While some think of school segregation as a thing of the past, segregation remains an ongoing issue for Chicago public school students, Black and Latinx students. School segregation in Chicago today plays a fundamental and active role in restricting educational opportunity, as CTU researchers have documented, including in 2017 in Segregation and Inequality in Chicago Public Schools, Transformed and Intensified under Corporate Education Reform.

The landmark 1954 Supreme Court decision, Brown vs. Board of Education, was supposed to end segregated schools. CPS ignored the decision then and continues to do so today. In 1963, over 200,000 students marched, rallied, and boycotted school to protest segregation in Chicago. Of particular note during that period were the city’s infamous “Willis Wagons,” aluminum mobile classrooms used by then superintendent Benjamin Willis to sidestep integration of Black students in desperately overcrowded schools into nearby white schools with plenty of room. Even so, white families moved to the suburbs in droves while banks and realtors profited.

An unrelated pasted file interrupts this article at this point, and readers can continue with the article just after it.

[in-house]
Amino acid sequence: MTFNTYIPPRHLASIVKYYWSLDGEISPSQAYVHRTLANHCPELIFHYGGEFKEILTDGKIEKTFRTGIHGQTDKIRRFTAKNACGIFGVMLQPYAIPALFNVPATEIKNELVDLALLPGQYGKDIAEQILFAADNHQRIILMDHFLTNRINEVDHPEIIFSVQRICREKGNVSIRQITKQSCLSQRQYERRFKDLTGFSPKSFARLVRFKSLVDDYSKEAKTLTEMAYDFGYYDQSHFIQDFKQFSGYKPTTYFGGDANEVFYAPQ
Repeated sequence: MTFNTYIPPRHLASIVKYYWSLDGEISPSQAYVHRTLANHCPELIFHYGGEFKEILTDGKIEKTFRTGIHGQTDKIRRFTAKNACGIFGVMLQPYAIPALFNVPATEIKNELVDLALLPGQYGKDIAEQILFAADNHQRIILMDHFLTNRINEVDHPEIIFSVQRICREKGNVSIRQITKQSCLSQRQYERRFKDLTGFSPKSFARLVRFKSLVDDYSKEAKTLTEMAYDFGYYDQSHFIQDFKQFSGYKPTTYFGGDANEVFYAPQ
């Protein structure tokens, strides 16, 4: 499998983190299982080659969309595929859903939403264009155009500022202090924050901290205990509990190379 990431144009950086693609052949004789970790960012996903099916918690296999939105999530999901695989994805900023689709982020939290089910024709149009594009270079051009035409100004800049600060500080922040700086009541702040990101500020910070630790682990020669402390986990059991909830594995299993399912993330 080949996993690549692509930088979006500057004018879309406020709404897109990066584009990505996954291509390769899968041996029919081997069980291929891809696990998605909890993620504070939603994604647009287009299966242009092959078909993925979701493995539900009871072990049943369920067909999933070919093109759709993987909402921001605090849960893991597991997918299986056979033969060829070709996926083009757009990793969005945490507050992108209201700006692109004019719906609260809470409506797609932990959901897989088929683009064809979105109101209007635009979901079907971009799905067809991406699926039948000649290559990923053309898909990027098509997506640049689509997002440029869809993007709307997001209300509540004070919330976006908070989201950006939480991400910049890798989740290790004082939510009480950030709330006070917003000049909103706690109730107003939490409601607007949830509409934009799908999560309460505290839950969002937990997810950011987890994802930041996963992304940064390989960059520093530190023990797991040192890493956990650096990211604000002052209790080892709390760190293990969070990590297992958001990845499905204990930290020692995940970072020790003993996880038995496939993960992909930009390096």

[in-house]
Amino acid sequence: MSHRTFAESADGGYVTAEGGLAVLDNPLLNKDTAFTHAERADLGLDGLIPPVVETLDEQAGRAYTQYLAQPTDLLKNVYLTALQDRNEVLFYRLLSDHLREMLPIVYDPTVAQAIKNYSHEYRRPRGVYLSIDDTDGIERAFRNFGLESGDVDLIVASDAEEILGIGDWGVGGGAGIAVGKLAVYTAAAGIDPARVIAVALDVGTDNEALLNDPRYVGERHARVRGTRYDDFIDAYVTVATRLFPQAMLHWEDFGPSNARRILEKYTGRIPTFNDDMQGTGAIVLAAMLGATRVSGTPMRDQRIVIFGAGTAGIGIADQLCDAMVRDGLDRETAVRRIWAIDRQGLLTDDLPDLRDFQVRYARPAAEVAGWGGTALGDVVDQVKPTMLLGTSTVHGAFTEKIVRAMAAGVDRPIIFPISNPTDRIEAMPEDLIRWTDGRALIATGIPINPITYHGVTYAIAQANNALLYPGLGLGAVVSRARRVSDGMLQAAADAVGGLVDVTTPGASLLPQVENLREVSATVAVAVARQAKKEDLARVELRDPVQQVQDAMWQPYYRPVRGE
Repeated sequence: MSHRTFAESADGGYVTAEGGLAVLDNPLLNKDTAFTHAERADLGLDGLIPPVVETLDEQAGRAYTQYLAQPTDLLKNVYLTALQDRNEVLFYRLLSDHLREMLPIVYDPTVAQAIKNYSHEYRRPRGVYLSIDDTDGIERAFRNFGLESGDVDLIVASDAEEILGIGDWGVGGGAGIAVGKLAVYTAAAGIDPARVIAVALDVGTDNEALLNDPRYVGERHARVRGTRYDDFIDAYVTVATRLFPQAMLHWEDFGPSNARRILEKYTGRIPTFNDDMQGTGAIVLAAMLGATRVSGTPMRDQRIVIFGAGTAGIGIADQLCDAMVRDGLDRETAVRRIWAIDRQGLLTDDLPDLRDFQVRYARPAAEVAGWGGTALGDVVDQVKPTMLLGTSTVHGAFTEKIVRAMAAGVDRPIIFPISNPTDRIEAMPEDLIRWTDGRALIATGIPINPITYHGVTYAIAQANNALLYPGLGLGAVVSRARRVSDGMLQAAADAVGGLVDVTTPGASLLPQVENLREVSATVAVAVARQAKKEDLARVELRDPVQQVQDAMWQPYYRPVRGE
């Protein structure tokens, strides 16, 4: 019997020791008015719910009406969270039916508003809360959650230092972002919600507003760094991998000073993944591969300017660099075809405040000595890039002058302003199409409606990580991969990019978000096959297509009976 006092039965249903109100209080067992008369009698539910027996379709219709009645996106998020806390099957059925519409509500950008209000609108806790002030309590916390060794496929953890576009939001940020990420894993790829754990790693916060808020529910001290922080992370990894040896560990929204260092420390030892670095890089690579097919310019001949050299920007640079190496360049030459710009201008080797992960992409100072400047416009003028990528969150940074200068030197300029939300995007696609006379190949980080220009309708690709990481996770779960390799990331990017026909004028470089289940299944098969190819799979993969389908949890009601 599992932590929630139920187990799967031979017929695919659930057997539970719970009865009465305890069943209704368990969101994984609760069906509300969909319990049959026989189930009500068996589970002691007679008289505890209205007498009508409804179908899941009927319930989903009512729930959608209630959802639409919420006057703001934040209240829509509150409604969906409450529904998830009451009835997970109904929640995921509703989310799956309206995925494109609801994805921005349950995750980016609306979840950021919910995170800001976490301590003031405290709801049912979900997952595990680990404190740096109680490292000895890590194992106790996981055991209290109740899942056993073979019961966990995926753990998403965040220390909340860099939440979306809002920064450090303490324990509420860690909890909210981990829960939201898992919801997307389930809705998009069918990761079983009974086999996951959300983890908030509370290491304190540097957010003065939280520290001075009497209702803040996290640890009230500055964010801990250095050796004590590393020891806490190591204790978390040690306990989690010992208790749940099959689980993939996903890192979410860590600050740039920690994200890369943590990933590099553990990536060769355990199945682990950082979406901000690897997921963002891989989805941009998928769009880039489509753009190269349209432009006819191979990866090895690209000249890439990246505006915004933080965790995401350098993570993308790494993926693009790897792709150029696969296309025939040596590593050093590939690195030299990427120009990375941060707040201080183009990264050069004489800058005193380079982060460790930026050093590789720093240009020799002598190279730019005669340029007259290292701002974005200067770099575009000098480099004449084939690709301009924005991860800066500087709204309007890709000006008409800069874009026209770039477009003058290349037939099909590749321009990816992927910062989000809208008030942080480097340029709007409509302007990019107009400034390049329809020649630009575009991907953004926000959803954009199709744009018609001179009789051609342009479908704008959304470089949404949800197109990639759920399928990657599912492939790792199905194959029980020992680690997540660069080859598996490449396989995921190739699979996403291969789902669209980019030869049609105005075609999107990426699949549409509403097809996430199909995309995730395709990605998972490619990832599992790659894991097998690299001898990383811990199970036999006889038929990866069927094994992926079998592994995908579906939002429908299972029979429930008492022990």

In Chicago, after a century of segregationist practices and decades of political resistance against activists and federal officials, CPS finally signed a consent decree with the federal government in 1980. The district agreed to a plan involving magnet schools with racially balanced enrollments, compensatory funding for segregated schools, and monitoring over the segregation of minority teachers. Although CPS defiance continued even under the decree (which itself was far from what was achievable), the decree meant that a level of federal court oversight over CPS initiatives and policies, with an eye towards mitigating segregating practices, was in place.

Still, despite evidence that compensatory funding had continuously fallen short and desegregation goals had not been met, the consent decree was lifted by a federal judge in 2009. By that time, the numbers of students of color were already in decline at the city’s magnet schools, and Black teachers were both heavily segregated across schools and rapidly decreasing in number.